Seeds of Peace - Richard Armitage
Seeds of Peace
Richard Armitage, Deputy Secretary of State Loy Henderson Auditorium, Department of State Washington, DC August 13, 2002
Thank you very much, Ms. Wallach. I had the honor of knowing your husband. He was a journalist when I met him, in the first Reagan Administration. And I d like to welcome all of you Seeds to the Department of State. I m going to tell you a little bit about this Department today, about what goes on here, and then look forward to answering some of your questions.
Before I continue, I just want to say, Janet, that we very much appreciate the fact that you are carrying on the vision that John had. And although his passing was a great loss to the world, there are few among us who leave such a rich legacy and there they are. Not just to his family, your family, but to a family of thousands of children around the world and, indeed, to future generations to come. So, indeed, welcome.
Now I am going to pay back the favor that you accorded me by singing such a wonderful song by not singing for you. You will thank me for this. I actually sang, not so long ago, at a high school graduation in June. I had to graduate 800 seniors. And I actually tried to sing a song from Nelly, if any of you are familiar with our rap music. It didn t go over very well, so I ll just withhold.
This is an impressive turnout today of members of the diplomatic community, my friend Walt Cutler, among others, Department officials, and other guests. But as I understand it, you campers have met with an even more impressive lineup than you re going to find here in the Department of State. The kind of people that I don t very often get to meet, and no, I m not talking about people in the White House like George Bush and Condoleeza Rice. I m talking about the representatives of the National Basketball Association who visited with you in Maine. Antawn Jamison and Mike Dunleavy, Brent Barry, Carlos Boozer these are names known to every young American teenager. And I envy you.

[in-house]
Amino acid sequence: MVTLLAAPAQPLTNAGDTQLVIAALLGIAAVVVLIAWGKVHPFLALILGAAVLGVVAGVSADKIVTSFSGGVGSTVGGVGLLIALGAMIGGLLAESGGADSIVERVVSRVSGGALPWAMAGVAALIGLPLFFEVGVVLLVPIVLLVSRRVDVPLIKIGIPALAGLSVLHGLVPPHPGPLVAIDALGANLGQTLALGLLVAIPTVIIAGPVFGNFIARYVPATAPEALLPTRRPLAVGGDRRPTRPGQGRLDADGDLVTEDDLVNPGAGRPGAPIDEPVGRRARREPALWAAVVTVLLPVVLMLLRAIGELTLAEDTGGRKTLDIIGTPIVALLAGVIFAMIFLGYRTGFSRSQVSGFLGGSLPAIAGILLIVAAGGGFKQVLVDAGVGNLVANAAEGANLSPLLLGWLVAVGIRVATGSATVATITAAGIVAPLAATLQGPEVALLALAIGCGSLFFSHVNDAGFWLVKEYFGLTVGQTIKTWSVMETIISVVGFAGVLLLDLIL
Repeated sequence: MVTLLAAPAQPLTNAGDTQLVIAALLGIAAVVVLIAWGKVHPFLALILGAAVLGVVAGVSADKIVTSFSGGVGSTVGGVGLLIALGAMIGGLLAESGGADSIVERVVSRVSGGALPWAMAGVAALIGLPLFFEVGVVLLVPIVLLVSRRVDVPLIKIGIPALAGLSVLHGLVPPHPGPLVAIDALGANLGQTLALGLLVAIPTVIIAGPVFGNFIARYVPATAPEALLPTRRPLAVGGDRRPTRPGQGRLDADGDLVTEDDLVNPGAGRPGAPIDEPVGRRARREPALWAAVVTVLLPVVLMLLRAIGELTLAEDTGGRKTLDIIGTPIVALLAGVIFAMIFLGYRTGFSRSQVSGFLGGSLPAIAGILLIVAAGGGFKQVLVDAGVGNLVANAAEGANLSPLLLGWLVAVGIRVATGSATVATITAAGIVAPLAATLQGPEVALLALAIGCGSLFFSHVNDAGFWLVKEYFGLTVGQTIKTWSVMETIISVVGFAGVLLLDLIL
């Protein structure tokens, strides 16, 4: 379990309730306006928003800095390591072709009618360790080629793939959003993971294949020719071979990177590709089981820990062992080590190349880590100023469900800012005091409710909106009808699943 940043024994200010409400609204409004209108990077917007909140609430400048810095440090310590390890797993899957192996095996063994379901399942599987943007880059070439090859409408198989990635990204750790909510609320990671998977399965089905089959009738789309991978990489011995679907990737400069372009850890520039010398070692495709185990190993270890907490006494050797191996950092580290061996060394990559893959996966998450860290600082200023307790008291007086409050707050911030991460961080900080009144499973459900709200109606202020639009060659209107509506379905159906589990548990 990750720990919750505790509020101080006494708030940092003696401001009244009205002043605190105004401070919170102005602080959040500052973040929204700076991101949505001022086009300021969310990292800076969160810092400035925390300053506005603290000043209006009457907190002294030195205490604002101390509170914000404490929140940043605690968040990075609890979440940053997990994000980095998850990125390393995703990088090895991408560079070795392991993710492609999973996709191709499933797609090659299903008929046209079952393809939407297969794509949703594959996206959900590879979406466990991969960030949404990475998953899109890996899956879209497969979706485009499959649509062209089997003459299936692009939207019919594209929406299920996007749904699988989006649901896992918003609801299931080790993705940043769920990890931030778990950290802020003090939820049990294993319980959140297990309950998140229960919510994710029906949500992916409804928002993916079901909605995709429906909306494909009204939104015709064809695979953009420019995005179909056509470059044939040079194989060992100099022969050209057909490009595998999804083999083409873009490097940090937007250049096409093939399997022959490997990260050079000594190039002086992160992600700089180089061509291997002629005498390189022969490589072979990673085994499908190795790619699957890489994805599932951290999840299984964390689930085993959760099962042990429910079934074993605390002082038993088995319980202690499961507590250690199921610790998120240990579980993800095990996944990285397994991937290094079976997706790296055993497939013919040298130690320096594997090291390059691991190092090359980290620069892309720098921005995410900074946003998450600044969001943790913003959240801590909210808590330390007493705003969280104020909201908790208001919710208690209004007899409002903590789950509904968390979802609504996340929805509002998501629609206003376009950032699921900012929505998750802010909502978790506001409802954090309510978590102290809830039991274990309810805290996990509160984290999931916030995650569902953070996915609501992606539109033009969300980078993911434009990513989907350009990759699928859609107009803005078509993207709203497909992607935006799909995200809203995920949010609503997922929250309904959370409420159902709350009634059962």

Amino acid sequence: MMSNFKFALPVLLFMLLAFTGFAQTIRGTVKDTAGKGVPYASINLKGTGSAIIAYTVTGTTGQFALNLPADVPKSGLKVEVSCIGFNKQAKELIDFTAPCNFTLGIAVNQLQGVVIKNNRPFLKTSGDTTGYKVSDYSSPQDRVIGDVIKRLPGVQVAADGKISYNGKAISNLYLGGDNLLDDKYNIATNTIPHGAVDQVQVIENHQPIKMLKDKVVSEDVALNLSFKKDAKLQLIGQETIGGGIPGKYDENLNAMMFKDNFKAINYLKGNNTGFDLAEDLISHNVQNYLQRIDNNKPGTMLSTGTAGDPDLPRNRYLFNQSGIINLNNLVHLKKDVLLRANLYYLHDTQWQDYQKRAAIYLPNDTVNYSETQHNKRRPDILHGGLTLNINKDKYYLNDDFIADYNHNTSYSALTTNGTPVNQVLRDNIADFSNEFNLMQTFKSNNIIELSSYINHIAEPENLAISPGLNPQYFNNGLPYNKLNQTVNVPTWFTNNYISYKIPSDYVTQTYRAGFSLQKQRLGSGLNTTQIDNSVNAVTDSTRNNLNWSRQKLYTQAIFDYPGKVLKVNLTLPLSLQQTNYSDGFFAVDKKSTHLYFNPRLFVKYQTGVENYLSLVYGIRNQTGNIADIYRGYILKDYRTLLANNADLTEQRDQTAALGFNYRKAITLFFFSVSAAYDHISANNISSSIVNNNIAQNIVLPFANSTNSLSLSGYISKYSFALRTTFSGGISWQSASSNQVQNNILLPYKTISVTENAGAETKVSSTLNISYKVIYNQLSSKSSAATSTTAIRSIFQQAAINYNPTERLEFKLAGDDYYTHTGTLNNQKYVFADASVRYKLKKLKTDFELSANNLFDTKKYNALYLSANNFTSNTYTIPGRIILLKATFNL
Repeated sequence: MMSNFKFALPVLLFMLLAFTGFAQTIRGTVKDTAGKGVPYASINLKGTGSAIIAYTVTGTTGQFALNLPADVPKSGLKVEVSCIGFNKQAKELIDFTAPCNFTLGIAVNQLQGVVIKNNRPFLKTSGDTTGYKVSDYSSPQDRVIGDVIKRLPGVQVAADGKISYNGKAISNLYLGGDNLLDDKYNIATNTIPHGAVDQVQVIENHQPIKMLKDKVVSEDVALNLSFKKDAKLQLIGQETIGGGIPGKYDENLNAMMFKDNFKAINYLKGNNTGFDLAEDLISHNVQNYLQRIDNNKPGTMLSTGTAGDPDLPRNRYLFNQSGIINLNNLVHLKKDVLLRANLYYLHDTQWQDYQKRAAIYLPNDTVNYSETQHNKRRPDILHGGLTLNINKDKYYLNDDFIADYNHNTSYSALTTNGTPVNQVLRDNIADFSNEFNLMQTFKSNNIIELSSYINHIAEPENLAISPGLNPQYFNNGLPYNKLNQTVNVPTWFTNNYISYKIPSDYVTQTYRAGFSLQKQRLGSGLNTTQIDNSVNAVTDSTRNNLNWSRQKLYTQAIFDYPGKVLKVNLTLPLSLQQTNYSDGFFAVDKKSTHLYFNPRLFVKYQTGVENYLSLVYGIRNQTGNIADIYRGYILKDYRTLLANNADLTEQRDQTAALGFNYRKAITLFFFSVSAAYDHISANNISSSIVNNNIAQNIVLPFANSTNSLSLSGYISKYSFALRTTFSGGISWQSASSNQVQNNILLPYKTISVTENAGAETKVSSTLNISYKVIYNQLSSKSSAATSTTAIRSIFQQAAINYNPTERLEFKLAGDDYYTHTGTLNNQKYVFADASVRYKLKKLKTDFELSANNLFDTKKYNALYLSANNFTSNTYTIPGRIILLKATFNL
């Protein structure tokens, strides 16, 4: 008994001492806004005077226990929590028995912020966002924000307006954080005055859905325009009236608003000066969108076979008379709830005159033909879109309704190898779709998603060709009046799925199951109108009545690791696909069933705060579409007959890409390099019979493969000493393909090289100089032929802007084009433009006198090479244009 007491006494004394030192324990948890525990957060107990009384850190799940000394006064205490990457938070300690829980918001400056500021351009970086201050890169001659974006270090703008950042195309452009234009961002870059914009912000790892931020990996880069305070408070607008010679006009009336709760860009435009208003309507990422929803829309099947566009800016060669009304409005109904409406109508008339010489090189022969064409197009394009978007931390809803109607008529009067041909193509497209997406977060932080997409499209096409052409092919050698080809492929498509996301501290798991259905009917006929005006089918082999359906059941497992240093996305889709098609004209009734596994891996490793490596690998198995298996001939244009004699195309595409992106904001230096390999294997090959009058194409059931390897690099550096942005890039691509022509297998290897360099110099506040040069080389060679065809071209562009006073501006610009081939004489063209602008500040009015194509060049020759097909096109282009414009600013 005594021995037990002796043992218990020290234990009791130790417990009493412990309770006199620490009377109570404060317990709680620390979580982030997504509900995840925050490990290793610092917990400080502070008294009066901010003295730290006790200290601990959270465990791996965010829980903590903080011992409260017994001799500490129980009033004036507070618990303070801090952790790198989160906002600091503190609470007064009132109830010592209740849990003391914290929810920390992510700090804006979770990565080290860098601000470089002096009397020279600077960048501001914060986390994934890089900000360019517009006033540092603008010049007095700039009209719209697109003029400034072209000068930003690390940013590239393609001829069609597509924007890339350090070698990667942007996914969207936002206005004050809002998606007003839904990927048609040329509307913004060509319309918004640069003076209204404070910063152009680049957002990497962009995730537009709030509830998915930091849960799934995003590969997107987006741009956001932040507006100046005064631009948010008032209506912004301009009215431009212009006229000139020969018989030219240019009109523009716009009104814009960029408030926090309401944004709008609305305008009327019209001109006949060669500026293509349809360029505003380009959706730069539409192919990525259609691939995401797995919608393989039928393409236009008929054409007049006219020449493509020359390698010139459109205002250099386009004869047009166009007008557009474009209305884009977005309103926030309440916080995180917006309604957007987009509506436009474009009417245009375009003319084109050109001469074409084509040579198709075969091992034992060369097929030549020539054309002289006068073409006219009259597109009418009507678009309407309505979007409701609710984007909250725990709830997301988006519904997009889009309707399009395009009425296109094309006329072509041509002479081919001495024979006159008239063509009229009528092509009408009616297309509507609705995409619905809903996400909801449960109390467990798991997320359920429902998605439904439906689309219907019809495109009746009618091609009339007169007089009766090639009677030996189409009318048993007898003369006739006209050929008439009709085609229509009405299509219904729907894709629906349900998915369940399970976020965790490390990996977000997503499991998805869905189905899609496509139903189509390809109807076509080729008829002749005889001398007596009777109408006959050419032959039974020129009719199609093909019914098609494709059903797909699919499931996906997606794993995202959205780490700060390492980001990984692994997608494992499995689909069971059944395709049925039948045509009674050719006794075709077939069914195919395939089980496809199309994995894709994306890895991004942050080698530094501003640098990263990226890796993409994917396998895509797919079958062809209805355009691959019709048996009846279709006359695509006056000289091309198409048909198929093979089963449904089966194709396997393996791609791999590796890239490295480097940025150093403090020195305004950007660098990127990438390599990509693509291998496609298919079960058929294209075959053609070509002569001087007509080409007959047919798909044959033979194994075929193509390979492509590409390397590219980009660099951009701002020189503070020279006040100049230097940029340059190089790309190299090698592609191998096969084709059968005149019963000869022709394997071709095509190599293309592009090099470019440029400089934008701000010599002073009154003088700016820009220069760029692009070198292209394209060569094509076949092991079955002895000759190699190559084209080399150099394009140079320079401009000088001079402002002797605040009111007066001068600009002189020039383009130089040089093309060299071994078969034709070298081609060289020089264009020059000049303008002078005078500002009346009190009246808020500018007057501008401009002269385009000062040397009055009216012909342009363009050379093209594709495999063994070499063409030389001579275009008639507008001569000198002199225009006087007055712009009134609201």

But I just met with some of your all-stars -- Aia [Hijazi] and Loizos [Kapsalis], Orren [Karniol] and Halide [Tuna]. They came to visit me for a few moments in my office. And as far as I m concerned, they re just as much all-stars, just a slightly different league. From what they told me about last 3 weeks that you ve undergone, I think there are a lot of similarities between your camp and the State Department. And I m not just talking about the bad food in the cafeteria though I can assure you that we re soon going to get veggie dogs, as well.
The fact is, both the Department and your camp have engaged in long-term struggle to build peace. We both have faith in a vision of the future and both have the fortitude to do what it takes to make that hard vision a reality. And that s the difficult, day-to-day hard work of diplomacy.
I want to tell you a little bit, as I said, about the Department of State, to give you a sense of the kind of hard work that goes on here and the scale of our undertakings in which we re engaged.